Climate of Fear – The Onset of Eternal Darkness

In the early to mid-nineties a particular form of Death Metal emerged. Pioneered by Carcass in the UK, and At The Gates, Dark Tranquillity and In Flames in Sweden, this more melodic style of deathened music was crowned the Gothenburg Metal Scene. Through the advent of the information age, the predominantly Scandinavian style found itself a global influence on the world of underground Metal, and in this school of thought we find fledgling UK act Climate of Fear.

From the very title of the album, we can find clear reverence for the Gothenburg scene. The Onset of Eternal Darkness (Demons Run Amok) as a phrase is not dissimilar to verbose monikers such as To Drink From The Night Itself (Century Media), and this similarity extends to the musicianship on offer.

‘Rapture’ opens the album with a soft yet sinister piano playing out a lithe introductory riff. As the whole band kicks in, the vocals are immediately reminiscent of Thomas Lindberg, having the same enticing strain of effort in their guttural delivery. They perfectly accent the musicianship that hammers away underneath.

Instrumentally the album is as intricate and deft as any Melodic Death Metal album is wont to be. ‘The Cult Of Retribution’ begins with a snaking, wiry motif before launching into a destructive rolling riff. The song ebbs and flows between high velocity and slow breakdowns with aggressively inspirational mosh calls.

The manner with which the band handles their tempo changes is laudable. There’s never a beat skipped or a moment of awkward readjustment for the listener. This is most apparent on ‘Centuries Of Torment’ which once again nimbly twists and turns between moments of Melodeath and beatdown Slam Hardcore.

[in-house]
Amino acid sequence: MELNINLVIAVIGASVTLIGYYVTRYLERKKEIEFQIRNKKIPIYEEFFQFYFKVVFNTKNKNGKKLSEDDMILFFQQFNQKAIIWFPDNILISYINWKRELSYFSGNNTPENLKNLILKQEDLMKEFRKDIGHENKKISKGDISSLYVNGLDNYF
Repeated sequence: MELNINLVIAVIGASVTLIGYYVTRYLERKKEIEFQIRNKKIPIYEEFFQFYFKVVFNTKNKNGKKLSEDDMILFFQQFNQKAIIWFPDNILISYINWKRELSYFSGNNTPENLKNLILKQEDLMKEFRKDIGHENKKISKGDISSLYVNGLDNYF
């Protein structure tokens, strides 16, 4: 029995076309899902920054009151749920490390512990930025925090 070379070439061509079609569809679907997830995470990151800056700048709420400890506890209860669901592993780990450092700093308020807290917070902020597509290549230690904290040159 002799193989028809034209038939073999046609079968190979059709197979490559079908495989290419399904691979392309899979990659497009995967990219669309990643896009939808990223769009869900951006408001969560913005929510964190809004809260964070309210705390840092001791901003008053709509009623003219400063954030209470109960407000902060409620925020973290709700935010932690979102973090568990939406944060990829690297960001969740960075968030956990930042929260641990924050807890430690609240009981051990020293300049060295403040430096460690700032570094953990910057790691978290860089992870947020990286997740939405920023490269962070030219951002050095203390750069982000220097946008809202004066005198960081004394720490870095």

There are moments on this album that get the blood pumping to artery bursting levels. The dual guitar riff in ‘Storming The Heavens’ followed piercing pinch harmonics is enough to get fists clenched ready to be swung in devil may care fashion. Every breakdown on this album is more exciting than so many bands manage; rather than a single note chugged out and palm muted lazily to create a false sub-drop effect, there is musicality to the riffs that Climate of Fear weave throughout their punishing music.

A lyrical narrative that is staunchly anti-capitalist and environmentally conscious, this is heavy music for thinking people. There is an element of Napalm Death to the album’s subject matter – beyond the nod given by naming a song ‘From Enslavement To Extinction’ –  and a whole host of brutally blunt lyricism to dissect, each line having its own charming anti-establishment flair. The album doesn’t sit still and veers through a host of influences that it displays proudly, moving adeptly across sub-genre boundaries: this iis aggressive, intellectual music and is borderline outstanding.

8 / 10

SAM SAVIGNY